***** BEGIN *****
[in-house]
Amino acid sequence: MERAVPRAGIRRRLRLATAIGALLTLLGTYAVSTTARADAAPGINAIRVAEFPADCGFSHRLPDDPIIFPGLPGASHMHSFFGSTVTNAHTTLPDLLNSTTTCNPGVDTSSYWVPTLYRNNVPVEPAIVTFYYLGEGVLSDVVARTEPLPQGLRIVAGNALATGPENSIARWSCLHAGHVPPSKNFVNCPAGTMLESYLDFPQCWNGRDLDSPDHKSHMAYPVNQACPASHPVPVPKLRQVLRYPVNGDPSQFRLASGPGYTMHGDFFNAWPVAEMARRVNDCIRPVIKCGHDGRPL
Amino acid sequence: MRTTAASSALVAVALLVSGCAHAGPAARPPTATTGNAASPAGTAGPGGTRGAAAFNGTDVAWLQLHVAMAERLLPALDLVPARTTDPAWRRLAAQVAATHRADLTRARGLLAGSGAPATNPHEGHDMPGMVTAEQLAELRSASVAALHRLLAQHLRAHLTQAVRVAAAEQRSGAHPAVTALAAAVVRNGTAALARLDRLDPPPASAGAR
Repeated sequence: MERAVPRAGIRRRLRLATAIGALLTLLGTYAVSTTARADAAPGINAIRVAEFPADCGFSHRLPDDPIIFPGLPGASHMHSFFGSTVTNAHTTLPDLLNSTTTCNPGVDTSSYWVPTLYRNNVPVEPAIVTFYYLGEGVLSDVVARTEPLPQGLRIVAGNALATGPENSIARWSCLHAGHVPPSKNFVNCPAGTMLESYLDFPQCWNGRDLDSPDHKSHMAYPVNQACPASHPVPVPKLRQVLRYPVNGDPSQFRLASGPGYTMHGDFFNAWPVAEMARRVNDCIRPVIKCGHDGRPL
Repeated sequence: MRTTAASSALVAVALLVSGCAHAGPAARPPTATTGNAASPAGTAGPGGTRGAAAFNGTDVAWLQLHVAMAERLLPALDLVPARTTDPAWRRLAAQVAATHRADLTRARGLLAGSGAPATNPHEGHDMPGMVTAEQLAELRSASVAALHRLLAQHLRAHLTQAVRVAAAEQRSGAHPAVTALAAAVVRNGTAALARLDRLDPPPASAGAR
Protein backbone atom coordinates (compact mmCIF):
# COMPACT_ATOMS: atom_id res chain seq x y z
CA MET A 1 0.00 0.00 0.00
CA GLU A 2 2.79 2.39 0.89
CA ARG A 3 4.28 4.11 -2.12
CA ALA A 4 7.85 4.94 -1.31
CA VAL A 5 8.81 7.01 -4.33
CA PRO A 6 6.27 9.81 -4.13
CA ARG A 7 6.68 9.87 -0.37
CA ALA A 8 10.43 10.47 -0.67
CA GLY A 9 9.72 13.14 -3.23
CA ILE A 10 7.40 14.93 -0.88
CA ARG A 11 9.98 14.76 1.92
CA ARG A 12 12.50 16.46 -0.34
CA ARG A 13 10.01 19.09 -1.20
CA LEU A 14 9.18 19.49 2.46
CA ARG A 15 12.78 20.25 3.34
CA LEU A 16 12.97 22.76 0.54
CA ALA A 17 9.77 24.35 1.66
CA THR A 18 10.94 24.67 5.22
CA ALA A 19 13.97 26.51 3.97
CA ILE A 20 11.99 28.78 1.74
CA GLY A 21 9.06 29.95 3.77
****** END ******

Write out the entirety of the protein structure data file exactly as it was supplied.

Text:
[in-house]
Amino acid sequence: MERAVPRAGIRRRLRLATAIGALLTLLGTYAVSTTARADAAPGINAIRVAEFPADCGFSHRLPDDPIIFPGLPGASHMHSFFGSTVTNAHTTLPDLLNSTTTCNPGVDTSSYWVPTLYRNNVPVEPAIVTFYYLGEGVLSDVVARTEPLPQGLRIVAGNALATGPENSIARWSCLHAGHVPPSKNFVNCPAGTMLESYLDFPQCWNGRDLDSPDHKSHMAYPVNQACPASHPVPVPKLRQVLRYPVNGDPSQFRLASGPGYTMHGDFFNAWPVAEMARRVNDCIRPVIKCGHDGRPL
Amino acid sequence: MRTTAASSALVAVALLVSGCAHAGPAARPPTATTGNAASPAGTAGPGGTRGAAAFNGTDVAWLQLHVAMAERLLPALDLVPARTTDPAWRRLAAQVAATHRADLTRARGLLAGSGAPATNPHEGHDMPGMVTAEQLAELRSASVAALHRLLAQHLRAHLTQAVRVAAAEQRSGAHPAVTALAAAVVRNGTAALARLDRLDPPPASAGAR
Repeated sequence: MERAVPRAGIRRRLRLATAIGALLTLLGTYAVSTTARADAAPGINAIRVAEFPADCGFSHRLPDDPIIFPGLPGASHMHSFFGSTVTNAHTTLPDLLNSTTTCNPGVDTSSYWVPTLYRNNVPVEPAIVTFYYLGEGVLSDVVARTEPLPQGLRIVAGNALATGPENSIARWSCLHAGHVPPSKNFVNCPAGTMLESYLDFPQCWNGRDLDSPDHKSHMAYPVNQACPASHPVPVPKLRQVLRYPVNGDPSQFRLASGPGYTMHGDFFNAWPVAEMARRVNDCIRPVIKCGHDGRPL
Repeated sequence: MRTTAASSALVAVALLVSGCAHAGPAARPPTATTGNAASPAGTAGPGGTRGAAAFNGTDVAWLQLHVAMAERLLPALDLVPARTTDPAWRRLAAQVAATHRADLTRARGLLAGSGAPATNPHEGHDMPGMVTAEQLAELRSASVAALHRLLAQHLRAHLTQAVRVAAAEQRSGAHPAVTALAAAVVRNGTAALARLDRLDPPPASAGAR
Protein backbone atom coordinates (compact mmCIF):
# COMPACT_ATOMS: atom_id res chain seq x y z
CA MET A 1 0.00 0.00 0.00
CA GLU A 2 2.79 2.39 0.89
CA ARG A 3 4.28 4.11 -2.12
CA ALA A 4 7.85 4.94 -1.31
CA VAL A 5 8.81 7.01 -4.33
CA PRO A 6 6.27 9.81 -4.13
CA ARG A 7 6.68 9.87 -0.37
CA ALA A 8 10.43 10.47 -0.67
CA GLY A 9 9.72 13.14 -3.23
CA ILE A 10 7.40 14.93 -0.88
CA ARG A 11 9.98 14.76 1.92
CA ARG A 12 12.50 16.46 -0.34
CA ARG A 13 10.01 19.09 -1.20
CA LEU A 14 9.18 19.49 2.46
CA ARG A 15 12.78 20.25 3.34
CA LEU A 16 12.97 22.76 0.54
CA ALA A 17 9.77 24.35 1.66
CA THR A 18 10.94 24.67 5.22
CA ALA A 19 13.97 26.51 3.97
CA ILE A 20 11.99 28.78 1.74
CA GLY A 21 9.06 29.95 3.77